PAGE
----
If there has been a common experience of this current age of pandemic, it is the unsettling feeling of dislocation — temporal, sensory, social. It's a troubling human problem that appears to manifest in the young especially, and most acutely in teenagers and young adults who are in the most important stage of their lives for developing, understanding and exploring those very parts of life.
A recent Centers for Disease Control and Prevention survey showed that during the pandemic, some 63% of 18- to-24-year olds have experienced anxiety or depression, with roughly a quarter also contemplating suicide.
One public health expert, Boston University's Dr. Sarah Lipson, was involved in a separate survey revealing that the pandemic has adversely affected the mental health of 80% of college students.
"For the people between the ages of 21 and 25, this is a time of expansion in their life, with new connections and new things," Lipson said. "That is all being halted. I think this is a hard time for parts of life to stand still."
I thought of these worrisome things as I considered a new film, The Map of Tiny Perfect Things, that features two teenagers caught in what they call a "temporal anomaly," a time loop that has them repeating the same day. The film, a kind of Groundhog Day for the young adult audience, involves characters who seek the mystery at the root of their temporal trap, a mystery that will turn out to be tied up not only with our response to loss and grief, but also with our capacity for wonder and generosity toward others.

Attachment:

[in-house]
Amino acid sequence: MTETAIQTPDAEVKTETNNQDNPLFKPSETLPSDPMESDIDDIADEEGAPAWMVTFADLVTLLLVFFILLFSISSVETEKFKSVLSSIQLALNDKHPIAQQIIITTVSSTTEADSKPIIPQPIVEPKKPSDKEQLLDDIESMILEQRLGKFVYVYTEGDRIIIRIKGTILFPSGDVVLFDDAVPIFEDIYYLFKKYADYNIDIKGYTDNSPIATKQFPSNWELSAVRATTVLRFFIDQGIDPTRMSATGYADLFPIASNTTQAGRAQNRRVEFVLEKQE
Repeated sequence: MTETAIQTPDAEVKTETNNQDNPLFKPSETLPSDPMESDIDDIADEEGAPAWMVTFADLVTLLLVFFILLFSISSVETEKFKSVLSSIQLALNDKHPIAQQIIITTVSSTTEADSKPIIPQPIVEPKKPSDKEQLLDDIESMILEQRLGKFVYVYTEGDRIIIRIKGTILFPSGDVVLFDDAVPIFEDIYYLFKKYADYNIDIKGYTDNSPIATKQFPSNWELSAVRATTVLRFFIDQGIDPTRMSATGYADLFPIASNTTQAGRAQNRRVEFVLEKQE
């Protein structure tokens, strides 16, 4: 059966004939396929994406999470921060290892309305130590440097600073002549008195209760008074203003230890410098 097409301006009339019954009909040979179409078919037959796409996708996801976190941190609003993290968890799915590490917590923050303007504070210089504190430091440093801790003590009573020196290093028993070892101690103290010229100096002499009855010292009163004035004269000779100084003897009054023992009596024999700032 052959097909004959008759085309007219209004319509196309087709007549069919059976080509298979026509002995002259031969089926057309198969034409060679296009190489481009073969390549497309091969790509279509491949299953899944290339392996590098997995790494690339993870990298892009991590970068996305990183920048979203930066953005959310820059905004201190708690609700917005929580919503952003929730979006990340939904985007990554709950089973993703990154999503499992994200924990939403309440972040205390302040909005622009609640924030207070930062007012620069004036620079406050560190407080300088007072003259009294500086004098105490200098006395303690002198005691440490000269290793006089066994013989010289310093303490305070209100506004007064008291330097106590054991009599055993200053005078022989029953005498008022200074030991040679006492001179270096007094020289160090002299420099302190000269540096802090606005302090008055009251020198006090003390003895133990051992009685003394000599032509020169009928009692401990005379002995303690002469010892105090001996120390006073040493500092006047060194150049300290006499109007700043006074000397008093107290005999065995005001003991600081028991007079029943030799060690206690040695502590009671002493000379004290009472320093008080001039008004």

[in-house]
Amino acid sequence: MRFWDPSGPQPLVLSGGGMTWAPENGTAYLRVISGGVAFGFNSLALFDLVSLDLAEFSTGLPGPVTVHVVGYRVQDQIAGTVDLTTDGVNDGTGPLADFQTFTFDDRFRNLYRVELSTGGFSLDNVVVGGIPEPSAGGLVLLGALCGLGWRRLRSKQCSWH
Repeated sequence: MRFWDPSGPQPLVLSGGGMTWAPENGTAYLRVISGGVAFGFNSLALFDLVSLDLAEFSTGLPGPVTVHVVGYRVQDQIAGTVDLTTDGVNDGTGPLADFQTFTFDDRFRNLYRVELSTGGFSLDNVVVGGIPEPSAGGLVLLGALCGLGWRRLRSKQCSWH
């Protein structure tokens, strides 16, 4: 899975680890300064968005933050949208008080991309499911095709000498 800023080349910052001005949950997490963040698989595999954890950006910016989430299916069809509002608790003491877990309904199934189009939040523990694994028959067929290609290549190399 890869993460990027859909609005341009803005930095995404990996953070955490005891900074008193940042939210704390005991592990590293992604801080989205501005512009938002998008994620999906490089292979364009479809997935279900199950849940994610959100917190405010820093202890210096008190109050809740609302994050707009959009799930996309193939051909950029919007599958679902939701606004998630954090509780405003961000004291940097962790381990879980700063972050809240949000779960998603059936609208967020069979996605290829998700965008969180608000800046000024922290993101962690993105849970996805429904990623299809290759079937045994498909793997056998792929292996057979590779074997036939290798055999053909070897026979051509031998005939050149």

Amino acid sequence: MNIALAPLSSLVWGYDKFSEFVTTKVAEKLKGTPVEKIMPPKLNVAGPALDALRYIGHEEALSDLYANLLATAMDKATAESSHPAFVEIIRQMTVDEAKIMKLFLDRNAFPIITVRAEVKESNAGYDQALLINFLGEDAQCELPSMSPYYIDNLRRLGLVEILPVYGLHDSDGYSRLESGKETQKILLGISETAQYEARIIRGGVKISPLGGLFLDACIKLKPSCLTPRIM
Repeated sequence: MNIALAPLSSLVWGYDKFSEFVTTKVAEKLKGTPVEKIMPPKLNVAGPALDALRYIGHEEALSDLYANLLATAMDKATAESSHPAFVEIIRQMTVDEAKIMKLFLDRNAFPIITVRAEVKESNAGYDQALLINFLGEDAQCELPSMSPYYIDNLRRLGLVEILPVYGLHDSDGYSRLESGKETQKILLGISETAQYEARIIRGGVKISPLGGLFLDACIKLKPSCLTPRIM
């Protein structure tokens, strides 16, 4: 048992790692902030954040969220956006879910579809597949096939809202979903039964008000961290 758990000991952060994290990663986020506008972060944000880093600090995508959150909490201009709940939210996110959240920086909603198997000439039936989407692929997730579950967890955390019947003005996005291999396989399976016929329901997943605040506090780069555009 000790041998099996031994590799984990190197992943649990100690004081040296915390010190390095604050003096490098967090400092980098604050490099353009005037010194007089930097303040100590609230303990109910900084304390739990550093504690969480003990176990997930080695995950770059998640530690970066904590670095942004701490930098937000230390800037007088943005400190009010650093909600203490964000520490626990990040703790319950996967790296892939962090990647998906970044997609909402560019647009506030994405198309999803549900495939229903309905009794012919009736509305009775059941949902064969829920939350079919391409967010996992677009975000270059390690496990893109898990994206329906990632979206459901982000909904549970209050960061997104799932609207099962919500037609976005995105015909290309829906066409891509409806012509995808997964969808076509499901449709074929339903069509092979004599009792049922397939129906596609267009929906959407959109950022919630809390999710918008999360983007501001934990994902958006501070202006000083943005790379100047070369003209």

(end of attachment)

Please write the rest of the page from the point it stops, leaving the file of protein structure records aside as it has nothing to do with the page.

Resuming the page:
For them, time is literally broken. The future is canceled.
Yet one of the lessons of the film is that there are mysteries all around us, and the deeper mysteries are about the tiny, perfect things in our midst: the moments of connection with others, with nature, and with the possibility of friendship and love.
There is a difference, of course, between our metaphorical experience of time's suspension during the pandemic and the film's literal experience of repetition. But there are lessons we can draw from the deprivation the film's characters experience as they are disconnected from the future. The characters realize that, in the single day afforded them, they are surrounded by many small wonders, tiny perfect things, that they seek to map out so as to appreciate more fully.
They develop habits of what the early 20th century French philosopher, Simone Weil, calls attention. Even in the midst of what might seem a horrifying predicament, they become receptive to persons and events that draw them out of themselves.
"Attention consists of suspending our thought, leaving it detached, empty and ready to be penetrated by the object," Weil writes.
It promises the possibility of "regaining a clear view," of "seeing things as we were meant to see them — as things apart from ourselves."
A precocious child who learned ancient Greek at 12 and later, after reading the Bhagavad Gita, learned Sanskrit, Weil was one of the most unusual of early 20th century intellectuals. A liberal activist, she had a mystical experience in the Assisi Church where Saint Francis experienced his own conversion. For most of her short adult life (she died at 34), she existed on the cusp of the Catholic Church.
For Weil, whom Albert Camus called "the only great spirit of our times," attention enables us to glimpse, in and through ordinary encounters with nature and other persons, layers of reality that we otherwise would miss.
Attention involves the capacity to wait in silence, a type of patience that allows us to be affected by what is outside us. Weil describes a wide range of examples of objects of attention: a geometrical problem, an afflicted friend, or God.
Given our addiction to flittering screens, on which we move rapidly from one image, one bit of information or Twitter post to another, we might be said to suffer from a crisis of inattention.